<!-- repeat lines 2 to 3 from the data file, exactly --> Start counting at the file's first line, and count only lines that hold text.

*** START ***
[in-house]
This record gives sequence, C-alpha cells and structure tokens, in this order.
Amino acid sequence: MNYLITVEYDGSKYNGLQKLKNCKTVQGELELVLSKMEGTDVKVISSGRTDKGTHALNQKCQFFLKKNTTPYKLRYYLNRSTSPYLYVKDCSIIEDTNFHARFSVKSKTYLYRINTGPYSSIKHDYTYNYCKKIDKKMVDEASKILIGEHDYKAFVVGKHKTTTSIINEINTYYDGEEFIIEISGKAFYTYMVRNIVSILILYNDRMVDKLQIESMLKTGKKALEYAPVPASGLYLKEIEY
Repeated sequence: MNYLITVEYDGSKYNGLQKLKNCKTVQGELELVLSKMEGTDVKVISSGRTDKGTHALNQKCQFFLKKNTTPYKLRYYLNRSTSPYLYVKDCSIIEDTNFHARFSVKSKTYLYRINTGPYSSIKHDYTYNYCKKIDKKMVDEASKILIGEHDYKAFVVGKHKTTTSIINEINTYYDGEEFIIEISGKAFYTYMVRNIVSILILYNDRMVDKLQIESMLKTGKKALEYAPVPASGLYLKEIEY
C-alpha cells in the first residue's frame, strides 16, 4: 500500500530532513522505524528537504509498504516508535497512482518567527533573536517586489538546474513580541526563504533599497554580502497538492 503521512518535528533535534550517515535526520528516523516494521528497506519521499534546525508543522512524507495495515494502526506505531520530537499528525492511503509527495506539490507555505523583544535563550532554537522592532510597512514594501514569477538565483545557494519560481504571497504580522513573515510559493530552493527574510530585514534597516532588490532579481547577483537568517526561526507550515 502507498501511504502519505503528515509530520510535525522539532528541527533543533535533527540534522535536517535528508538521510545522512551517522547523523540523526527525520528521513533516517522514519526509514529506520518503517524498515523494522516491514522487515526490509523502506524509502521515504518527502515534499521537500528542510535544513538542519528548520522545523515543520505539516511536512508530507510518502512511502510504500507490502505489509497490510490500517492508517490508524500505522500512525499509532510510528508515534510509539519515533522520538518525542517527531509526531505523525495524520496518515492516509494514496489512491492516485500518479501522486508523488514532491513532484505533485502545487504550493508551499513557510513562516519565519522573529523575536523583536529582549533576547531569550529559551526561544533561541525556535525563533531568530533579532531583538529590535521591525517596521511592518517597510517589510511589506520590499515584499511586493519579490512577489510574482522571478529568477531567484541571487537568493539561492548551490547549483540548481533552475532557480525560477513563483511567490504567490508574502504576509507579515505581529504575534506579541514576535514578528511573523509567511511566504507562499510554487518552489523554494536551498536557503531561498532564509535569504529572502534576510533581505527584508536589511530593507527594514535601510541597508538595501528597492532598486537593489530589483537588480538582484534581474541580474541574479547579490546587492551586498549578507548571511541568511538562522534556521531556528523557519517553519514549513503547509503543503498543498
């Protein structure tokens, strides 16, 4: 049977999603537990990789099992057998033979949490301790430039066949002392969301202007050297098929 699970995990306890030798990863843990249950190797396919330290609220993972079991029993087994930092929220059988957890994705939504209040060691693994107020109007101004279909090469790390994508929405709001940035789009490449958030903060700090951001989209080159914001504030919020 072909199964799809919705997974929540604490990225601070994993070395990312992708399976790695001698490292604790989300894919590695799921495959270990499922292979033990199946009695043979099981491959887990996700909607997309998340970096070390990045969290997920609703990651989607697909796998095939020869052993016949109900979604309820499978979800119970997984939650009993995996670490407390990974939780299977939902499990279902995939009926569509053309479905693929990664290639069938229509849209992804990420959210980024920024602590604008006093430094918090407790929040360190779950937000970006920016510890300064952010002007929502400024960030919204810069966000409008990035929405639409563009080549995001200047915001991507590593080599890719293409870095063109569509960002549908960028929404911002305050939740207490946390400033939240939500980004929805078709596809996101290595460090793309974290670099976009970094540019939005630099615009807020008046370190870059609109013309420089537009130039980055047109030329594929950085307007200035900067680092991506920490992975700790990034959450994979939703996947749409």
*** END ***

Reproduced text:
This record gives sequence, C-alpha cells and structure tokens, in this order.
Amino acid sequence: MNYLITVEYDGSKYNGLQKLKNCKTVQGELELVLSKMEGTDVKVISSGRTDKGTHALNQKCQFFLKKNTTPYKLRYYLNRSTSPYLYVKDCSIIEDTNFHARFSVKSKTYLYRINTGPYSSIKHDYTYNYCKKIDKKMVDEASKILIGEHDYKAFVVGKHKTTTSIINEINTYYDGEEFIIEISGKAFYTYMVRNIVSILILYNDRMVDKLQIESMLKTGKKALEYAPVPASGLYLKEIEY